Woman pleads no contest to killing man in California Valley shooting

ppemberton@thetribunenews.comOctober 22, 2012 

Gina Loret Mayborn, 55, of California Valley was arrested Sunday, July 8, 2012, on suspicion of murder. Original story »

A woman who said she shot and killed a man to save her husband in the California Valley in July pleaded no contest Monday to involuntary manslaughter.

Originally charged with murder, Gina Loret Mayborn, 56, entered her plea with a stipulation that she will receive a one-year jail term and five years of probation.

On July 8, Mayborn said Joseph King Cochran, 49, was arguing with her husband, Douglas Chadwick, who was Cochran’s stepfather.

“In a moment of clarity, I just knew that Cochran was going to kill my husband,” she allegedly told detectives.

When Cochran wielded a shovel, Mayborn said, she warned him. When he threw the shovel at Chadwick, Mayborn fired a 20-gauge shotgun through a bedroom window. Mayborn said she aimed for Cochran’s shoulder area, but pieces of the bullet hit Cochran’s neck.

“It’s been our position from the very beginning that Ms. Mayborn did not commit a malicious or premeditated act here,” said her attorney, Earl E. Conaway III. “At no time was she trying to kill Mr. Cochran.”

Mayborn later told police she thought it was a sober decision and the right thing to do.

In the past, Cochran had threatened to kill Chadwick and Mayborn numerous times, Chadwick told police.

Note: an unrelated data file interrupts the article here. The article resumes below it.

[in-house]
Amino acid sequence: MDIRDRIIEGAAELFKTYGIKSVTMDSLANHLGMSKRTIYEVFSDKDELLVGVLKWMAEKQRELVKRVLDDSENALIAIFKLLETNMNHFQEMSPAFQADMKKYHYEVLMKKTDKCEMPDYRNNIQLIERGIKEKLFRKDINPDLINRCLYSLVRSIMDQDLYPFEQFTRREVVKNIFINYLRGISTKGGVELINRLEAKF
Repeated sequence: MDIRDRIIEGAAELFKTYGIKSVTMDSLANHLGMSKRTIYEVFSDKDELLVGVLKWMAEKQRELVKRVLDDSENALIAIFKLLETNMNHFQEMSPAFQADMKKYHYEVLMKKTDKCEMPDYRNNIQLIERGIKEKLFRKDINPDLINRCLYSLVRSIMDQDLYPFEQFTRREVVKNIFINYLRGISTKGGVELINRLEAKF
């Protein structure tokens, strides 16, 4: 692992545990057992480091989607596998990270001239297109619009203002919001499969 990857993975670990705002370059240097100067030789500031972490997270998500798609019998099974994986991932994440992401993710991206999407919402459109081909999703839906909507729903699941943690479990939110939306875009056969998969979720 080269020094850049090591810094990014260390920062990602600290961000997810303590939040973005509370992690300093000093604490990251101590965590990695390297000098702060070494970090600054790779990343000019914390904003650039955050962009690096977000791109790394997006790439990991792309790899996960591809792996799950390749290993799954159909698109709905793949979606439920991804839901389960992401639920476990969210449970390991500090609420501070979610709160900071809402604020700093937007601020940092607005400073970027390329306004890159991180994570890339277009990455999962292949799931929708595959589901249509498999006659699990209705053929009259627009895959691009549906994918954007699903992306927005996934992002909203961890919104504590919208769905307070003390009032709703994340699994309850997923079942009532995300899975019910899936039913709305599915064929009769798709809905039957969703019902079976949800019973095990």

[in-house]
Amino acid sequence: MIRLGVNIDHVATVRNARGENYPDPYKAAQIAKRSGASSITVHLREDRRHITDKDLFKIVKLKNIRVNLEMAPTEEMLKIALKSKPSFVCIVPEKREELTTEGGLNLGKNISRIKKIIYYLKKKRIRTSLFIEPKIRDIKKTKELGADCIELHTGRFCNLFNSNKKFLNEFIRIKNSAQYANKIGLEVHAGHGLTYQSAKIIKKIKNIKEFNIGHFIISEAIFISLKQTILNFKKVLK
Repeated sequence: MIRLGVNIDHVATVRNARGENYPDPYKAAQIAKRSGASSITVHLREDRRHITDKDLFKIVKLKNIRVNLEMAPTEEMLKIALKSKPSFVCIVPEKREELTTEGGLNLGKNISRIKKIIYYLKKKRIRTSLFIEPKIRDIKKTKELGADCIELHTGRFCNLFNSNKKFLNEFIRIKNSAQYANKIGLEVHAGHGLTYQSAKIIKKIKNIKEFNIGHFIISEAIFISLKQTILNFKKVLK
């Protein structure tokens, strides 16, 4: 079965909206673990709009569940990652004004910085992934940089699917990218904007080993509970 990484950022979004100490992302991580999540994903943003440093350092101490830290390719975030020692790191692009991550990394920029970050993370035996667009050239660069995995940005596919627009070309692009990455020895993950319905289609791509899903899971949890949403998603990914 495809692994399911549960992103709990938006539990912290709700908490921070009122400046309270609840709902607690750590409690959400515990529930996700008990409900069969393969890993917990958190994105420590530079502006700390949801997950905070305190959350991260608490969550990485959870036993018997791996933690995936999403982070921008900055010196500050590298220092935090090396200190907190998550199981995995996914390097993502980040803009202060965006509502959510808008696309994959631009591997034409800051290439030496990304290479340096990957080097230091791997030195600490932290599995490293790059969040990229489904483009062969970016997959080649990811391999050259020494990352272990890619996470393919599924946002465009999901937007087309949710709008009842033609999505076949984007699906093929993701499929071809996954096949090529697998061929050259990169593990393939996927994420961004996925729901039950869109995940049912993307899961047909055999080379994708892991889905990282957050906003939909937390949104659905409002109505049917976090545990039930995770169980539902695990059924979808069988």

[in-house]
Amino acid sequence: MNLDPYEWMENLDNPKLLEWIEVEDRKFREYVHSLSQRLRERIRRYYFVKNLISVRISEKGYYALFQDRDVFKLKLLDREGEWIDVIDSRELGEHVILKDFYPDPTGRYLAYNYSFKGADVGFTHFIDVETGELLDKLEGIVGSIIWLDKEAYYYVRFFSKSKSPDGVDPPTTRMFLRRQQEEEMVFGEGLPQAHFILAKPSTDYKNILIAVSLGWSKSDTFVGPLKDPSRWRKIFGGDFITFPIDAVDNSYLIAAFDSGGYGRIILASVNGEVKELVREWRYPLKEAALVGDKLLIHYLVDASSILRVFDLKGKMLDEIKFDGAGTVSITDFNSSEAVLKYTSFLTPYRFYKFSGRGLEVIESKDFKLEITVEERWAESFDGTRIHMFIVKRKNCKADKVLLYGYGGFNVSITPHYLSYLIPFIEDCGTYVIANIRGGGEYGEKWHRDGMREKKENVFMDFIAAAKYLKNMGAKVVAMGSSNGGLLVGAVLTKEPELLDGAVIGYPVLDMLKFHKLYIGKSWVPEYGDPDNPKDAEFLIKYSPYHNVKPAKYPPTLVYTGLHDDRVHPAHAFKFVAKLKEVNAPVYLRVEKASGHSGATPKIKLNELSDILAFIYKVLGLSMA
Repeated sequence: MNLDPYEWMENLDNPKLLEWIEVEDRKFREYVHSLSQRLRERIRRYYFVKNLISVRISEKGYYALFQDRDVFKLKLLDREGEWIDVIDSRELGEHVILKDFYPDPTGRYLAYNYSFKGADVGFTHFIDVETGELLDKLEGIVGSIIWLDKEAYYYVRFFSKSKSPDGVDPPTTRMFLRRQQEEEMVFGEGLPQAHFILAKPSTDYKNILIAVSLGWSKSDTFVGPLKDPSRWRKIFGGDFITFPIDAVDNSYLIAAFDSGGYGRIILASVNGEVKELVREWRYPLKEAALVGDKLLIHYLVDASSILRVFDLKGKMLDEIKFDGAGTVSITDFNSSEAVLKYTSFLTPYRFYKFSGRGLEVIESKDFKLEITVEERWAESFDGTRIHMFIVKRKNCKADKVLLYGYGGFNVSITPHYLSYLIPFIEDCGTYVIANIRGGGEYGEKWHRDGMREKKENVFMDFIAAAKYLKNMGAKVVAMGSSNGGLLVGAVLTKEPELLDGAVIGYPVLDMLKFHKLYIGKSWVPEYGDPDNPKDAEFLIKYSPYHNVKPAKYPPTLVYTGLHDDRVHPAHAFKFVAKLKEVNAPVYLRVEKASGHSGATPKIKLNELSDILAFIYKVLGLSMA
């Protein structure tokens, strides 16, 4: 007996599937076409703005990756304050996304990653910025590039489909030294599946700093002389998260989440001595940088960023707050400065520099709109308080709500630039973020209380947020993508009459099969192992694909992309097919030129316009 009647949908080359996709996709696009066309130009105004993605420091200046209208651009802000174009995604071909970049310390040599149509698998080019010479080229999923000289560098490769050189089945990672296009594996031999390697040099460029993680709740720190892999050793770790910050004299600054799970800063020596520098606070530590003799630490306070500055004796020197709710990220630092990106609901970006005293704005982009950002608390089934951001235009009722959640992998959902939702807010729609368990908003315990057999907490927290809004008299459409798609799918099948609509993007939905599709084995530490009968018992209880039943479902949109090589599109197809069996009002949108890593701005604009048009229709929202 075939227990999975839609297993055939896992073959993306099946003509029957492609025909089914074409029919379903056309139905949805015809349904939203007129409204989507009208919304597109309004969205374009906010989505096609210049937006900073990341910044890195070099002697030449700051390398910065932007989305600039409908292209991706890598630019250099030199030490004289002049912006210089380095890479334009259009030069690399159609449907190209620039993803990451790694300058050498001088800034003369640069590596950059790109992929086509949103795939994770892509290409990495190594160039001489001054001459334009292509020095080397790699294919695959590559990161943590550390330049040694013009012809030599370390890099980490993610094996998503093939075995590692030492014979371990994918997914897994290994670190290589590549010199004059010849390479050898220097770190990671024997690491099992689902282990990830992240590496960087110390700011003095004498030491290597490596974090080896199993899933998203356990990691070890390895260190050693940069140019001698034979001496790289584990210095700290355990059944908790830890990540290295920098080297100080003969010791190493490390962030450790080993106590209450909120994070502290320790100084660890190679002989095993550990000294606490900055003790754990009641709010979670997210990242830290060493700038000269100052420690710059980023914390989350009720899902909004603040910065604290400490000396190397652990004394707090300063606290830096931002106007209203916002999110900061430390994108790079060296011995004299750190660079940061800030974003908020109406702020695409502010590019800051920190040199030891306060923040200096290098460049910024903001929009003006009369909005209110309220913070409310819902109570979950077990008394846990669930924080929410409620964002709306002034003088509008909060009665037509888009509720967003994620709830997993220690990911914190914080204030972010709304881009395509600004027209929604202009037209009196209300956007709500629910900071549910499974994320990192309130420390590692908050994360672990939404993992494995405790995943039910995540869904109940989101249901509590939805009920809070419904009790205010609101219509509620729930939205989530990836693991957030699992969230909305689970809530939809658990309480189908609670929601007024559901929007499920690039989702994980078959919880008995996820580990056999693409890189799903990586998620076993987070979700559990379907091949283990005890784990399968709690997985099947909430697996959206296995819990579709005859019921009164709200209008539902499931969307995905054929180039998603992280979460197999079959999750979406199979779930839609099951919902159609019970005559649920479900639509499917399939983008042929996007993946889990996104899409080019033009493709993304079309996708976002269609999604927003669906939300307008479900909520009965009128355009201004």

“He had threatened both of them that day,” Conaway said.

Mayborn was arrested and initially charged with murder. But Monday — the day she was to have a preliminary hearing — she formally accepted a plea to the lesser charge. A no-contest plea results in a conviction without an admission of guilt.

Involuntary manslaughter most commonly refers to unintentional homicides that occur during the commission of non-felony crimes or reckless conduct during lawful activities.

In addition to her involuntary manslaughter conviction, Mayborn also admitted to an enhancement of using a firearm. If she violates her probation, she would be subject to 14 years in prison.

But Mayborn, who has no prior convictions for violent crime, is not at-risk for violating probation, Conaway said.

She will be formally sentenced in San Luis Obispo Superior Court on Dec. 5.

Had she been convicted of murder, Mayborn would have faced a possible life sentence. Instead, Mayborn, who has been in jail since July, is expected to be released in January.

“It’s a family tragedy,” Conaway said. “But I think she’s happy she’s not going to prison for the rest of her life.”

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